What’s in the body anyway? Nothing but masses of organic molecules arranged in varying degrees of symmetry?
Any advanced species ought to be able to look past the material in search of visceral and exciting things like the mind, personality, character. Yet, somehow, many years after man moved from having to hunt for breakfast, this age, men continue to head to four block walls fitted to lift weights and pay for this work. Women have not escaped either. Even with the knowledge that breast size has nothing to that breast size has no limitation on breastfeeding, plastic surgeons are living in luxury to enhance this feature.
It really makes one wonder, why the stress for a pleasant body image?
Unlike other aspects of being, physical appearances cannot be masked unless we subscribe to wearing burkas and other such coverings. Thus, we are constantly being assessed and judged by our looks by friends and strangers alike.
Regardless of what we think, we are always aware of being assessed and judged by our looks in many situations, especially by strangers. With the advent of personalised fashion, efforts have been made towards presenting ourselves as we like to be perceived. Clothes aren't without their limitations, therefore, how we see ourselves under them come here. From the arrangement of our facial structure to the colour of the skin that sheaths over bones and the shapes it takes, every aspect of our aspect of our appearance possess some type of meaning. To the observers, meaning may vary depending on their social standards and personal tastes. The ' social standards' may or may not be hinged to social and cultural exposure, recent dictations of what is beautiful and attractive by popular media.
But more than just beauty and sexual attraction, we are in the habit of assigning certain features to assumed characters. For example, African women that wear their natural hair with pride are often assumed to be afro-centric and confident even if they just happen to prefer that style or couldn’t be bothered to relax their hair. A groomed man is often assumed to be more in touch with his feminine side than a rough looking man who might be just as metrosexual but prefers the aesthetics of a Viking warrior. With this, we can see that although we feel someone is attracted to us by just our looks it can be a lot more than just sexual attraction.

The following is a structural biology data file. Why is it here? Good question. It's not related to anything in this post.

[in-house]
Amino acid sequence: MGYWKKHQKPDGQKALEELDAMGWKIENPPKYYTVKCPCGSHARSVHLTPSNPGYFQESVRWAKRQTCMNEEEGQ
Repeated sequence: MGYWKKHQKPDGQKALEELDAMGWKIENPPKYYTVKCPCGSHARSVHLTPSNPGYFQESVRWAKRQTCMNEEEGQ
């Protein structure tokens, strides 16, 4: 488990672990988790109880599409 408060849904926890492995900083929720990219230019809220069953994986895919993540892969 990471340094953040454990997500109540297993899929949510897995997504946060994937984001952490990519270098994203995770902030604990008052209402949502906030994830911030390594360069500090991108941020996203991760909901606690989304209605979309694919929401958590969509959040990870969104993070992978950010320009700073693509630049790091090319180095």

The problem that broods when we stare at ourselves in the mirror stems from a desire to shape the body into the look we desire. Although this sounds unhealthy, it is a natural function to want more or better. Obsessions of these desires can lead to problems we eventually need to resolve.
We can tell ourselves that we need not conform to social standards and that it is the observer’s mistake for expecting us to, but in reality, being absolutely content in this mind state isn't easy. If we are honest with ourselves, we find that we are very much perpetrators of holding others to certain beauty standards. It is not an attitude we exhibit actively, rather a passive subconscious trait. It is best explained in cases where we have assigned assumptions to people within few seconds of seeing them. We either find them attractive or not, even when we know nothing about their character.
To compound the issue, these first impressions go on to influence the filter we judge people by. For example, if a person’s posture and looks suggest to us that they would be snobbish in nature, we start seeing them as one and tie whatever they do or say to snobbery; we are guided by this confirmation bias.
So we cannot escape being 'victims' of our looks, a trait hinged mostly on our luck in the gene pool and society we are born into. What do we do from here? Simply accept our fate in misery if we fall on the unfortunate side of the attraction scale?
First, we need to remember that one's look is only one aspect of a long list of attributes that contribute to people’s overall perception. Other simple things like our body posture and the default facial expressions also tell tales about us.
But how can one be confident when they feel so much is already going against them? To start with, we have to admit that we cannot all be perfect specimens, and regardless of how often the media tries to parade their idea of beauty, beauty exists on a spectrum. There are people that adore the parts of our looks that we might disapprove of. Also, our familiarity with our features and our obsession with wanting to look better places us in a position where we think the situation is dire when really, we aren’t doing badly at all.
Our yearn for wanting to look better should be solely satisfied on our terms and happiness. In the story of a man, his son and the donkey, we get to see how opinions are just opinions. They are fleeting and ever changing. It is not a lie that confidence in our image takes time to build, so it is necessary to do away with any notion that tells you otherwise.
Focusing on building our inner confidence teaches us to see ourselves as more than just bodies. This gets us to a point where we can carry on improving our looks from a healthy perspective as opposed to the dangerous obsessive standpoint. We can save ourselves from the spiralling cycle of self-loathing and pity and cultivate appreciation. There are also other parts of our self we need to stop neglecting.
We should keep at heart that we are the most important beholders of our beauty. And the ideal that inward beauty reflects outwardly, and is most relevant, no matter how banal and overstated, is to be strived for.